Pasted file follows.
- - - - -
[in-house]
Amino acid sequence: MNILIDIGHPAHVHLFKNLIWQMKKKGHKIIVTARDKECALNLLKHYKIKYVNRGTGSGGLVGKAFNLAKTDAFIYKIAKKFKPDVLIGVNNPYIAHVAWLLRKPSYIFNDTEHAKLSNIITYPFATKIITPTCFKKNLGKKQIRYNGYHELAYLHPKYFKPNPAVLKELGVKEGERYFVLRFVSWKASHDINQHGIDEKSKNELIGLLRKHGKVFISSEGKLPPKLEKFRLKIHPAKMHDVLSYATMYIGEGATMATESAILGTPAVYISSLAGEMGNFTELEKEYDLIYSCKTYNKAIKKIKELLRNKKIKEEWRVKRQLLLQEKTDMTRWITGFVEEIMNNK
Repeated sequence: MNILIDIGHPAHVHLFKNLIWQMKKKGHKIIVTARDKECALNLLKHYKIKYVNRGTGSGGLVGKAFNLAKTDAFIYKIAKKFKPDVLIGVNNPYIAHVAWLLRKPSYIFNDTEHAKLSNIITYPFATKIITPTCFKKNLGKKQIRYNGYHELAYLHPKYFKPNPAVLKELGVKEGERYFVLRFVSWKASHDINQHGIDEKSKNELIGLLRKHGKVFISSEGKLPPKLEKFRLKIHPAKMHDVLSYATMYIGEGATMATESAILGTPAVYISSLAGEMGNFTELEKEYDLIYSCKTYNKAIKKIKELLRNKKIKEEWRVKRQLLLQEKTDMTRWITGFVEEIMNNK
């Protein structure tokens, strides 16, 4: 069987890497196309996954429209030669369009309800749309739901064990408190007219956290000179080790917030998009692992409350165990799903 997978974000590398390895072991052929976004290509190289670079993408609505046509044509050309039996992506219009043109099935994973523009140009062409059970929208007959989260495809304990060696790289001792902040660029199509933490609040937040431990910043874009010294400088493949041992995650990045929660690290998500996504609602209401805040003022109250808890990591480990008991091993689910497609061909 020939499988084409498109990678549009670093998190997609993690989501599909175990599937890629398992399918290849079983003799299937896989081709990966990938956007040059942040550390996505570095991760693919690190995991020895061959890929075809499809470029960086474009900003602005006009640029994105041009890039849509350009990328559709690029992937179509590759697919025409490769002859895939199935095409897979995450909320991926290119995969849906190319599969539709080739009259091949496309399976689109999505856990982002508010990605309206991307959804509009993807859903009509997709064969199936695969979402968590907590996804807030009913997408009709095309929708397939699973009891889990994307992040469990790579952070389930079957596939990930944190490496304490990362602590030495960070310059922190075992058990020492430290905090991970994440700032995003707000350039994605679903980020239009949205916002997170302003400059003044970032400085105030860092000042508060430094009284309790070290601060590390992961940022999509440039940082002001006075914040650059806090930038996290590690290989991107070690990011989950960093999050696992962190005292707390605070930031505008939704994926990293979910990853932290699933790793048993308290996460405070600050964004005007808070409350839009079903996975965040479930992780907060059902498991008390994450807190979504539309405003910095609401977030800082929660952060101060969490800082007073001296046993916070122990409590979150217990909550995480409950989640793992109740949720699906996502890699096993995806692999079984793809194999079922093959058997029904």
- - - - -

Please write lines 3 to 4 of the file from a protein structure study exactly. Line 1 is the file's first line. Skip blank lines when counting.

Repeated sequence: MNILIDIGHPAHVHLFKNLIWQMKKKGHKIIVTARDKECALNLLKHYKIKYVNRGTGSGGLVGKAFNLAKTDAFIYKIAKKFKPDVLIGVNNPYIAHVAWLLRKPSYIFNDTEHAKLSNIITYPFATKIITPTCFKKNLGKKQIRYNGYHELAYLHPKYFKPNPAVLKELGVKEGERYFVLRFVSWKASHDINQHGIDEKSKNELIGLLRKHGKVFISSEGKLPPKLEKFRLKIHPAKMHDVLSYATMYIGEGATMATESAILGTPAVYISSLAGEMGNFTELEKEYDLIYSCKTYNKAIKKIKELLRNKKIKEEWRVKRQLLLQEKTDMTRWITGFVEEIMNNK
């Protein structure tokens, strides 16, 4: 069987890497196309996954429209030669369009309800749309739901064990408190007219956290000179080790917030998009692992409350165990799903 997978974000590398390895072991052929976004290509190289670079993408609505046509044509050309039996992506219009043109099935994973523009140009062409059970929208007959989260495809304990060696790289001792902040660029199509933490609040937040431990910043874009010294400088493949041992995650990045929660690290998500996504609602209401805040003022109250808890990591480990008991091993689910497609061909 020939499988084409498109990678549009670093998190997609993690989501599909175990599937890629398992399918290849079983003799299937896989081709990966990938956007040059942040550390996505570095991760693919690190995991020895061959890929075809499809470029960086474009900003602005006009640029994105041009890039849509350009990328559709690029992937179509590759697919025409490769002859895939199935095409897979995450909320991926290119995969849906190319599969539709080739009259091949496309399976689109999505856990982002508010990605309206991307959804509009993807859903009509997709064969199936695969979402968590907590996804807030009913997408009709095309929708397939699973009891889990994307992040469990790579952070389930079957596939990930944190490496304490990362602590030495960070310059922190075992058990020492430290905090991970994440700032995003707000350039994605679903980020239009949205916002997170302003400059003044970032400085105030860092000042508060430094009284309790070290601060590390992961940022999509440039940082002001006075914040650059806090930038996290590690290989991107070690990011989950960093999050696992962190005292707390605070930031505008939704994926990293979910990853932290699933790793048993308290996460405070600050964004005007808070409350839009079903996975965040479930992780907060059902498991008390994450807190979504539309405003910095609401977030800082929660952060101060969490800082007073001296046993916070122990409590979150217990909550995480409950989640793992109740949720699906996502890699096993995806692999079984793809194999079922093959058997029904």